Badly needed is a legal regime to fearlessly safeguard rights

Tuesday February 20 2018

President Moi

Former President Daniel arap Moi. After dealing with the Mafiosi of the Kenyatta regime, President Moi then promoted a new set of characters to bring down the very same figures who had propped him up. FILE PHOTO | NATION MEDIA GROUP 

By Macharia Gaitho
More by this Author

Kenya has a history of presidents plucking some fellows out of nowhere and pumping them up to positions of great power and influence.

Fellows who are owned lock, stock and barrel by their “sponsor” will willingly play enforcer, especially when tasked to keep political opponents in check.

Kenyatta the First, Old Man Jomo, had a bunch of venal Kiambu and Nakuru politicians, as well as a network of security and administrative apparatchiks, detailed to harass and intimidate the first Vice- President, Jaramogi Oginga Odinga, onto his last and then much later Vice-President Daniel arap Moi.


The fellows who used to be known as either the Nakuru or Kiambu Mafia — the likes of Nakuru North MP and Ngwataniro Land Buying Company founder Kihika Kimani, Nakuru District Commissioner Njuguna Ndoro, and Rift Valley Police boss James Mungai— grew to great wealth and power, but only as appendages and errand boys of a vicious dictatorship that needed them for its dirty work.

On succeeding Mzee Kenyatta in 1978, President Moi adopted the same old tactics.

Although he had some influential central Kenya figures by his side, notably Attorney-General Charles Njonjo and Vice-President Mwai Kibaki, he also elevated all manner of dubious characters to take the frontline against remnants of the Kenyatta-era power elite, who had tried to block his ascension.

Kariuki Chotara comes to mind.

After dealing with the Mafiosi of the Kenyatta regime, President Moi then promoted a new set of characters to bring down the very same figures who had propped him up.

First, the powerful Njonjo axis was smashed to smithereens, and eventually the Vice-President Kibaki’s group was also scattered. 

President Moi’s modus operandi came with two hallmarks: One was to take irascible barely literate figures with a chip on the shoulder, like Kariuki Chotara, Mulu Mutisya, Shariff Nassir and Kuria Kanyingi, and unleash them on whoever he wanted to bring down.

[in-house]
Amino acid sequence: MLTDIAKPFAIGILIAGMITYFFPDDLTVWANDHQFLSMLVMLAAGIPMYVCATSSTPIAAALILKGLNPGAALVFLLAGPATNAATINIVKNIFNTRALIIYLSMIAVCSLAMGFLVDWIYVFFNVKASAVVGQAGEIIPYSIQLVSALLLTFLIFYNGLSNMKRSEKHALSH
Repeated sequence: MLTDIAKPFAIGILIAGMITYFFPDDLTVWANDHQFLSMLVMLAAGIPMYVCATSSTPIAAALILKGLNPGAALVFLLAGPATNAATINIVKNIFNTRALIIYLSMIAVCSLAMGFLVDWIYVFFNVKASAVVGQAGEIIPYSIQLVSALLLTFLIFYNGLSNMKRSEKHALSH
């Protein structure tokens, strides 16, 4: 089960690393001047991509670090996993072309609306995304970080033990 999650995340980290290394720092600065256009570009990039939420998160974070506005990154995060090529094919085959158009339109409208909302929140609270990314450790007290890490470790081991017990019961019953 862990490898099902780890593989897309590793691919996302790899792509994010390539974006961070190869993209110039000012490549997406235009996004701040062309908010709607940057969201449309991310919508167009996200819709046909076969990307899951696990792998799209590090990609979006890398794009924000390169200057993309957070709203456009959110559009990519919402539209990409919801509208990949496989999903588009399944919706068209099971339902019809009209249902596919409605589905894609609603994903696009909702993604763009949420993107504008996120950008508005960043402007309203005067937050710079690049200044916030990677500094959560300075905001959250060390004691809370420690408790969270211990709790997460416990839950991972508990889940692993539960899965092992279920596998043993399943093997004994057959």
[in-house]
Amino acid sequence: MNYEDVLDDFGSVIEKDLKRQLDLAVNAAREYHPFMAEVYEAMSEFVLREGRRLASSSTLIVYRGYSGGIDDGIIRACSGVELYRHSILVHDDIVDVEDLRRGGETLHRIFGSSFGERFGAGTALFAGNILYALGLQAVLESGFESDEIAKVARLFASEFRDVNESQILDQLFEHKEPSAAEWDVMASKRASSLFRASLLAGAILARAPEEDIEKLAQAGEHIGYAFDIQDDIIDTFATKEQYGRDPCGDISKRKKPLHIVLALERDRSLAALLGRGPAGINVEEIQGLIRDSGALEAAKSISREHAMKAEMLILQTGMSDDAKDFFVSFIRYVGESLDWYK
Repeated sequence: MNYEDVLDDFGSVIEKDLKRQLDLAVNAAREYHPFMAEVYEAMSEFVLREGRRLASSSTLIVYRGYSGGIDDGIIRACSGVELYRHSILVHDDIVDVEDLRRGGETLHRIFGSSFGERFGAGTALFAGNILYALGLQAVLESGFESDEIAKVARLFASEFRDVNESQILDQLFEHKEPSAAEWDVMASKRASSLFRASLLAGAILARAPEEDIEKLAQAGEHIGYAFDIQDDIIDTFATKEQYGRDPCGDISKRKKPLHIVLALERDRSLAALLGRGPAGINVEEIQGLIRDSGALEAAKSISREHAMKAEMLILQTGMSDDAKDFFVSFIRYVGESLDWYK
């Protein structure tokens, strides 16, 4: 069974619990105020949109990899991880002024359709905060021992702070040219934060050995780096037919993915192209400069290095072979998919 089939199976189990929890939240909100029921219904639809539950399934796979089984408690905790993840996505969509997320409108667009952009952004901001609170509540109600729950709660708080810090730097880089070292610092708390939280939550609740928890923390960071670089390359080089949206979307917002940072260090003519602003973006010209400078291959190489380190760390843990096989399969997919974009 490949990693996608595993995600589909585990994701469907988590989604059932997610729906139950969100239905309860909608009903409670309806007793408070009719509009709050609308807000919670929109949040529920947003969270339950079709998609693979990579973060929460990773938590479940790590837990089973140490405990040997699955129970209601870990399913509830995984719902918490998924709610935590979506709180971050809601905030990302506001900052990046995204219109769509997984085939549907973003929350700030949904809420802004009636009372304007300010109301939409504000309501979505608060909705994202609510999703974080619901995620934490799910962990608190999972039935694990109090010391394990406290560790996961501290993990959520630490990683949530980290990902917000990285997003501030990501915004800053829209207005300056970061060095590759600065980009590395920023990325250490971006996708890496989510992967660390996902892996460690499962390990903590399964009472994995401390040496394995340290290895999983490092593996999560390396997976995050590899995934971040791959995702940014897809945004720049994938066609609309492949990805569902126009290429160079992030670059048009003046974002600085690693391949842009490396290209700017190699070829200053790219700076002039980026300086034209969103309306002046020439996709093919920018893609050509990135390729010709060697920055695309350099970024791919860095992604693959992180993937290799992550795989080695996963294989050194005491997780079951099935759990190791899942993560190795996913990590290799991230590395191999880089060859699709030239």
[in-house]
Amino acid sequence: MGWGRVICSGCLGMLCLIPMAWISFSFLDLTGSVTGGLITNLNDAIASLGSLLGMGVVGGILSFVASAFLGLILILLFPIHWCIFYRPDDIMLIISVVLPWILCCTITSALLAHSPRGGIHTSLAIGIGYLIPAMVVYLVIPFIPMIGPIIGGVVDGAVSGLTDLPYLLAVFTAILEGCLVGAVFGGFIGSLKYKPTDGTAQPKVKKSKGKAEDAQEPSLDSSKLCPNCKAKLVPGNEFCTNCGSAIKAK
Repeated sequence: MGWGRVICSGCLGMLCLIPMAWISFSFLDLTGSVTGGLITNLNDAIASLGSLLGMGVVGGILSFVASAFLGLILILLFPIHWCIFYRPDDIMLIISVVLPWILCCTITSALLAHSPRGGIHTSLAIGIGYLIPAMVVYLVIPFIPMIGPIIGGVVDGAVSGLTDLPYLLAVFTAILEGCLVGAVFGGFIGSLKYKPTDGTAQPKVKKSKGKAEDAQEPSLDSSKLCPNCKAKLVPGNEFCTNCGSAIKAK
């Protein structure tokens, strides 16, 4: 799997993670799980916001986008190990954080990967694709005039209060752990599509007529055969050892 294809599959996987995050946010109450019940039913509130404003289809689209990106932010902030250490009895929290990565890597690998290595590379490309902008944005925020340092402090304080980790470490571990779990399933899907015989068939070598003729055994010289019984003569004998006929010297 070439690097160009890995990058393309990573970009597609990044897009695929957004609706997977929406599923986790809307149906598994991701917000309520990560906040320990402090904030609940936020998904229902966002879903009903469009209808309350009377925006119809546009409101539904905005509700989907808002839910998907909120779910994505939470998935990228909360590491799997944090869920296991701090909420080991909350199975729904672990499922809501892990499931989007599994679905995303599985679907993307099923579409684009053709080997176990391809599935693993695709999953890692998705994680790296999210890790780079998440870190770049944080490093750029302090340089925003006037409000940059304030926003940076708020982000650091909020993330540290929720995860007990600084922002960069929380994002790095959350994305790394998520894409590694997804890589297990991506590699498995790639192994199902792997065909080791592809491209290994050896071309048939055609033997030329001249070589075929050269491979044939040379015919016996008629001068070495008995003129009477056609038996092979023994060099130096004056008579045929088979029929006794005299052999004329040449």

The other was the use-and-dump strategy: Those fellows that he owned and lavished with power, money and land were at the end of the day no more than dispensable cannon fodder.

He would eventually get rid of them in the same fashion he had used them to get rid of others.

They would not be mourned because they had made so many enemies when carrying out President Moi’s dirty work, that their departures would be celebrated with glee across the country.

Though the constitutional and political dispensation has changed a great deal, we are seeing in the Jubilee administration of President Uhuru Kenyatta and Deputy President William Ruto a clear programme to replicate elements of the one-party Kanu dictatorships of Kenyatta I and Daniel Moi.

One is in the effort to create an all-powerful ruling party that claims supremacy over the Executive, the Legislature and also the Judiciary.


We are also seeing recreation of a State machinery that operates as if it is above the Constitution, one that breaks the law under the pretext of enforcing the law, often on spurious national security grounds.

To recreate the dictatorship of the past, the regime needs willing men and women to take the front line, and that is where the likes of Interior Cabinet Secretary Fred Matiang’i and National Assembly Majority Leader Aden Dualle come in.

They may be a bit more educated and polished than the Kariuki Chotaras and Kurias Kanyingis of yesteryear, but they serve exactly the same functions as the disreputable enforcers of the past – taking war to the opposition, shutting down all voices of dissent.


What the political enforcers of today and the vast army of Jubilee functionaries, cheerleaders and social media warriors forget is that history repeats itself.

Those used by the system to commit illegalities will always be dropped like hot potatoes when the system is called to account. That is when you will hear “everybody must bear his own cross”.

They also forget that what goes around comes around.

Today we may cheer emerging dictatorship because our party or our tribe is in power, but tomorrow we’ll be the ones crying out for protection.

What all of us should crave is a constitutional and legal regime that will fearlessly safeguard our rights when our worst nightmare, the one we hate and fear, comes to power.


Email: [email protected] Twitter: @MachariaGaitho